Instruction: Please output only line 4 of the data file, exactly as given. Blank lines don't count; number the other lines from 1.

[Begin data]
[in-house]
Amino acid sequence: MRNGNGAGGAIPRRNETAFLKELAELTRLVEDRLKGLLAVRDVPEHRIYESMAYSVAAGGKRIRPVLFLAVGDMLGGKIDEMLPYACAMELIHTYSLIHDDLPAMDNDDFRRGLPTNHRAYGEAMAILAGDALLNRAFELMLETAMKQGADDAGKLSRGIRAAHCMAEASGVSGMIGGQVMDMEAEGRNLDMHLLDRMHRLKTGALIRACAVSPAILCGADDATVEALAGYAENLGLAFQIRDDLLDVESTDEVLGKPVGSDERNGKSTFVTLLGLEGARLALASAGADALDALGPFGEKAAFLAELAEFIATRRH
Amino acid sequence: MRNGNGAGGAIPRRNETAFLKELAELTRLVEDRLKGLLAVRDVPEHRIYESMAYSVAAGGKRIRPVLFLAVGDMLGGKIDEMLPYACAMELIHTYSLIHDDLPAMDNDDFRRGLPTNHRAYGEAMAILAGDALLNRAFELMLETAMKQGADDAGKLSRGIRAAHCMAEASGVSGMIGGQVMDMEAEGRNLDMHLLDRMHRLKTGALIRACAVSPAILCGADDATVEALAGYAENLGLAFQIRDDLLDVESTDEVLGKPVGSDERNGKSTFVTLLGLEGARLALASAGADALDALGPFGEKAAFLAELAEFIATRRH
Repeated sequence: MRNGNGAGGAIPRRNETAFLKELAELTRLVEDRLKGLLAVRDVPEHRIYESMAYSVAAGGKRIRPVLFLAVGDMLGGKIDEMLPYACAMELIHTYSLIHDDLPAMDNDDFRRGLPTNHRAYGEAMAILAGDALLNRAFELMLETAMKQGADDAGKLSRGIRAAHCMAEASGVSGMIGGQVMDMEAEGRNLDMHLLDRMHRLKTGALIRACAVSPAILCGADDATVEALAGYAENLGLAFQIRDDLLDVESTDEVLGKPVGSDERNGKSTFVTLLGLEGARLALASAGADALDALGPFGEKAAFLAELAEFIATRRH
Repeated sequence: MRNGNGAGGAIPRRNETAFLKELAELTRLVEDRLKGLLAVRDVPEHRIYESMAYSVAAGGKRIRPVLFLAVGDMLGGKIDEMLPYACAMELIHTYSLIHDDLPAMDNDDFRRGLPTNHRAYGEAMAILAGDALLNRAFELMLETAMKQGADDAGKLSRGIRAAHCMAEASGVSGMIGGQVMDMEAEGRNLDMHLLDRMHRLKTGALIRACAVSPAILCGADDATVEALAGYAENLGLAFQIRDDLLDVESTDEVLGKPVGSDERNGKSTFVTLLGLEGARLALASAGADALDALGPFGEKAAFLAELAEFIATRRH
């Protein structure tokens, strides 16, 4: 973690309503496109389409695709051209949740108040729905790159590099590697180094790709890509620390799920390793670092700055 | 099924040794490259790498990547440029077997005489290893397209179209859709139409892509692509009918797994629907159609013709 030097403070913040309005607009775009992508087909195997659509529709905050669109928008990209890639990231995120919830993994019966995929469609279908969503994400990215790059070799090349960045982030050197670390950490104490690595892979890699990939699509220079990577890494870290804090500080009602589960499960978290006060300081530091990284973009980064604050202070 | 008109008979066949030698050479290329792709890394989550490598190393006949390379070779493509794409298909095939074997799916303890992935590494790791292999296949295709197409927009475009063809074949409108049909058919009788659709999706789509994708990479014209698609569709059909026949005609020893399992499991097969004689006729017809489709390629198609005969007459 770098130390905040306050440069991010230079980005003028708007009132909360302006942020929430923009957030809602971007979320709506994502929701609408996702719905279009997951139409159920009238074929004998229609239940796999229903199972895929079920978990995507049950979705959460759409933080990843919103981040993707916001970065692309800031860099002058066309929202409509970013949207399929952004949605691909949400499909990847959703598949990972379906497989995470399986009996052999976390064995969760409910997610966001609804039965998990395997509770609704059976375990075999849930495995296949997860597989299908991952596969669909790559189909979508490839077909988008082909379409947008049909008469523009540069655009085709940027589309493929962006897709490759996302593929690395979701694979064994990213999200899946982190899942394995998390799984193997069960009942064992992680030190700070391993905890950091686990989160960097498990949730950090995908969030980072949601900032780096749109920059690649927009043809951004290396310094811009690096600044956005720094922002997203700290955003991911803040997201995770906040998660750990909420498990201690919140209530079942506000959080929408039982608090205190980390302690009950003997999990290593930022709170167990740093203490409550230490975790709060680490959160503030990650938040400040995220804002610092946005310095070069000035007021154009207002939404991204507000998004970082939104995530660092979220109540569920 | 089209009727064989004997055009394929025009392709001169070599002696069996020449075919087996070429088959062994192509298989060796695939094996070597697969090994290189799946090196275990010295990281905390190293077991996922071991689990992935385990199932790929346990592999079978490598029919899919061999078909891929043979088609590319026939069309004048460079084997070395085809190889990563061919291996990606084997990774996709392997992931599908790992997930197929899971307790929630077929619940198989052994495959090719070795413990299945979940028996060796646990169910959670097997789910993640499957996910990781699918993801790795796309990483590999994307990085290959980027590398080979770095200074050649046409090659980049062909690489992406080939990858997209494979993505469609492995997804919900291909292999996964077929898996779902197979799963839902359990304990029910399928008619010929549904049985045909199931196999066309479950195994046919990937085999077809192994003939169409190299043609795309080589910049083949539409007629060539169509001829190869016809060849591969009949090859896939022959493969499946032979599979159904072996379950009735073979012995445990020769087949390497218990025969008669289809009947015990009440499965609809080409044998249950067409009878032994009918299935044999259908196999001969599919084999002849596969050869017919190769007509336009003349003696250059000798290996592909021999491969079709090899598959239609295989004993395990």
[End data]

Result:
Repeated sequence: MRNGNGAGGAIPRRNETAFLKELAELTRLVEDRLKGLLAVRDVPEHRIYESMAYSVAAGGKRIRPVLFLAVGDMLGGKIDEMLPYACAMELIHTYSLIHDDLPAMDNDDFRRGLPTNHRAYGEAMAILAGDALLNRAFELMLETAMKQGADDAGKLSRGIRAAHCMAEASGVSGMIGGQVMDMEAEGRNLDMHLLDRMHRLKTGALIRACAVSPAILCGADDATVEALAGYAENLGLAFQIRDDLLDVESTDEVLGKPVGSDERNGKSTFVTLLGLEGARLALASAGADALDALGPFGEKAAFLAELAEFIATRRH